Open Access Highly Accessed Research article

Ionizing radiation induces tumor cell lysyl oxidase secretion

Colette J Shen12, Ashish Sharma1, Dinh-Van Vuong1, Janine T Erler3, Martin Pruschy1* and Angela Broggini-Tenzer1

Author Affiliations

1 Laboratory for Molecular Radiobiology, University Hospital Zurich, 8091 Zürich, Switzerland

2 Raymond and Ruth Perelman School of Medicine, University of Pennsylvania, 19104 Philadelphia, PA, USA

3 Biotech Research & Innovation Centre (BRIC), University of Copenhagen, 2200 Copenhagen, Denmark

For all author emails, please log on.

BMC Cancer 2014, 14:532  doi:10.1186/1471-2407-14-532

Published: 22 July 2014



Ionizing radiation (IR) is a mainstay of cancer therapy, but irradiation can at times also lead to stress responses, which counteract IR-induced cytotoxicity. IR also triggers cellular secretion of vascular endothelial growth factor, transforming growth factor β and matrix metalloproteinases, among others, to promote tumor progression. Lysyl oxidase is known to play an important role in hypoxia-dependent cancer cell dissemination and metastasis. Here, we investigated the effects of IR on the expression and secretion of lysyl oxidase (LOX) from tumor cells.


LOX-secretion along with enzymatic activity was investigated in multiple tumor cell lines in response to irradiation. Transwell migration assays were performed to evaluate invasive capacity of naïve tumor cells in response to IR-induced LOX. In vivo studies for confirming IR-enhanced LOX were performed employing immunohistochemistry of tumor tissues and ex vivo analysis of murine blood serum derived from locally irradiated A549-derived tumor xenografts.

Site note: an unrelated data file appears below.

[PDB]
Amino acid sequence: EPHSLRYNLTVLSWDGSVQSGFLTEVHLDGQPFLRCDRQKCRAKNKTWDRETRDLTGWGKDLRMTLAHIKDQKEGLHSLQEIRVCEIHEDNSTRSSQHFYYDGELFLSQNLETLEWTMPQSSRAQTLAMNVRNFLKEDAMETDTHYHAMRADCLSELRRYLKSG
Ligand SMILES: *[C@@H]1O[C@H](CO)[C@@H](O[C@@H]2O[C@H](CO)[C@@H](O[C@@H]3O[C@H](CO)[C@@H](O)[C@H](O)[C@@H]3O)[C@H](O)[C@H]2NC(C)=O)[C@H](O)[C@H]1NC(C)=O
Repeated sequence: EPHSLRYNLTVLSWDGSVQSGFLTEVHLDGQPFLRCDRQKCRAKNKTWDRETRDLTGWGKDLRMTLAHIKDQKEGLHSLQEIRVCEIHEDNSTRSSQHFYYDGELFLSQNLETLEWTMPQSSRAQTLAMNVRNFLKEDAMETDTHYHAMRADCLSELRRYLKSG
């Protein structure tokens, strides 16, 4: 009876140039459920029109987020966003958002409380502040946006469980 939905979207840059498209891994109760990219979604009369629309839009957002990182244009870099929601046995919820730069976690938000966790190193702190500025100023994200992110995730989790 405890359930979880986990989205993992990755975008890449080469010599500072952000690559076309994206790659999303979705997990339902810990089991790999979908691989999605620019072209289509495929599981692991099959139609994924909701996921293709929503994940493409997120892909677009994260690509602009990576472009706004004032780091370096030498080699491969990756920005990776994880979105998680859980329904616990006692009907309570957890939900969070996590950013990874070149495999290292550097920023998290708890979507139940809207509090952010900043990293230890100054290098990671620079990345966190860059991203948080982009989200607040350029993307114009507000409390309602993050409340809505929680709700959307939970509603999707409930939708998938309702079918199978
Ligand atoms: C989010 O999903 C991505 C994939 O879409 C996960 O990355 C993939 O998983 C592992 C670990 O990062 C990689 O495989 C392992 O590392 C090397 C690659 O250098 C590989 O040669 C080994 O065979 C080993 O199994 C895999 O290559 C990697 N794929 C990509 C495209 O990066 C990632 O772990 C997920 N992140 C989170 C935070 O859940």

LOX was secreted in a dose dependent way from several tumor cell lines in response to irradiation. IR did not increase LOX-transcription but induced LOX-secretion. LOX-secretion could not be prevented by the microtubule stabilizing agent patupilone. In contrast, hypoxia induced LOX-transcription, and interestingly, hypoxia-dependent LOX-secretion could be counteracted by patupilone. Conditioned media from irradiated tumor cells promoted invasiveness of naïve tumor cells, while conditioned media from irradiated, LOX- siRNA-silenced cells did not stimulate their invasive capacity. Locally applied irradiation to tumor xenografts also increased LOX-secretion in vivo and resulted in enhanced LOX-levels in the murine blood serum.


These results indicate a differential regulation of LOX-expression and secretion in response to IR and hypoxia, and suggest that LOX may contribute towards an IR-induced migratory phenotype in sublethally-irradiated tumor cells and tumor progression.

Lysyl oxidase; Ionizing radiation; Tumor invasion; Radiation resistance; Hypoxia; Microtubule stabilizing agent